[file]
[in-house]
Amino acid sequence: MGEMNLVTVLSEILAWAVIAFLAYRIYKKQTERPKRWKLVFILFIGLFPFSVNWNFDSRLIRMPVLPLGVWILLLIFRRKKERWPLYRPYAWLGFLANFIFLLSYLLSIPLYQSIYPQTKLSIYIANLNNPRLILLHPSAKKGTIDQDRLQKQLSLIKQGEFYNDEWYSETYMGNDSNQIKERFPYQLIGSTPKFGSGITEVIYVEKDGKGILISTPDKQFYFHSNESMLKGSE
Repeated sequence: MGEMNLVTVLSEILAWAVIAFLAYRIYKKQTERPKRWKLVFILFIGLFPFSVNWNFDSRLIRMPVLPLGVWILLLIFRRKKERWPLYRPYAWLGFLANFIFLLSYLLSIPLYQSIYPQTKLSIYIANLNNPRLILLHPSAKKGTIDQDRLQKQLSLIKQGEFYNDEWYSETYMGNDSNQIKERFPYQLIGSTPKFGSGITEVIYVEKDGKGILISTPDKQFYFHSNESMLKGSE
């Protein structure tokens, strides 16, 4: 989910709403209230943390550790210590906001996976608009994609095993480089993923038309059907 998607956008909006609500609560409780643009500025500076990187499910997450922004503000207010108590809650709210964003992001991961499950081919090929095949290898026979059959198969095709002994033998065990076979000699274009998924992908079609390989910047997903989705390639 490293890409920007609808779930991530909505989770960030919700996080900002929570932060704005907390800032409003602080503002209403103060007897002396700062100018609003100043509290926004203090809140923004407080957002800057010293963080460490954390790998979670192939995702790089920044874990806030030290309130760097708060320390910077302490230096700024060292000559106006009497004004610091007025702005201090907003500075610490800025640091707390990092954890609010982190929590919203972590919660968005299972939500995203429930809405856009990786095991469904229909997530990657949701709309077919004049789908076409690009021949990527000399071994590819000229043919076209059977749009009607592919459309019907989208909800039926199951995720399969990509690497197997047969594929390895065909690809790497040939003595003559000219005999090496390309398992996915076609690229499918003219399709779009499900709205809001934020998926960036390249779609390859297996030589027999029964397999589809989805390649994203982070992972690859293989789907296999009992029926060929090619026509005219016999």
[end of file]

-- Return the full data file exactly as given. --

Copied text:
[in-house]
Amino acid sequence: MGEMNLVTVLSEILAWAVIAFLAYRIYKKQTERPKRWKLVFILFIGLFPFSVNWNFDSRLIRMPVLPLGVWILLLIFRRKKERWPLYRPYAWLGFLANFIFLLSYLLSIPLYQSIYPQTKLSIYIANLNNPRLILLHPSAKKGTIDQDRLQKQLSLIKQGEFYNDEWYSETYMGNDSNQIKERFPYQLIGSTPKFGSGITEVIYVEKDGKGILISTPDKQFYFHSNESMLKGSE
Repeated sequence: MGEMNLVTVLSEILAWAVIAFLAYRIYKKQTERPKRWKLVFILFIGLFPFSVNWNFDSRLIRMPVLPLGVWILLLIFRRKKERWPLYRPYAWLGFLANFIFLLSYLLSIPLYQSIYPQTKLSIYIANLNNPRLILLHPSAKKGTIDQDRLQKQLSLIKQGEFYNDEWYSETYMGNDSNQIKERFPYQLIGSTPKFGSGITEVIYVEKDGKGILISTPDKQFYFHSNESMLKGSE
């Protein structure tokens, strides 16, 4: 989910709403209230943390550790210590906001996976608009994609095993480089993923038309059907 998607956008909006609500609560409780643009500025500076990187499910997450922004503000207010108590809650709210964003992001991961499950081919090929095949290898026979059959198969095709002994033998065990076979000699274009998924992908079609390989910047997903989705390639 490293890409920007609808779930991530909505989770960030919700996080900002929570932060704005907390800032409003602080503002209403103060007897002396700062100018609003100043509290926004203090809140923004407080957002800057010293963080460490954390790998979670192939995702790089920044874990806030030290309130760097708060320390910077302490230096700024060292000559106006009497004004610091007025702005201090907003500075610490800025640091707390990092954890609010982190929590919203972590919660968005299972939500995203429930809405856009990786095991469904229909997530990657949701709309077919004049789908076409690009021949990527000399071994590819000229043919076209059977749009009607592919459309019907989208909800039926199951995720399969990509690497197997047969594929390895065909690809790497040939003595003559000219005999090496390309398992996915076609690229499918003219399709779009499900709205809001934020998926960036390249779609390859297996030589027999029964397999589809989805390649994203982070992972690859293989789907296999009992029926060929090619026509005219016999």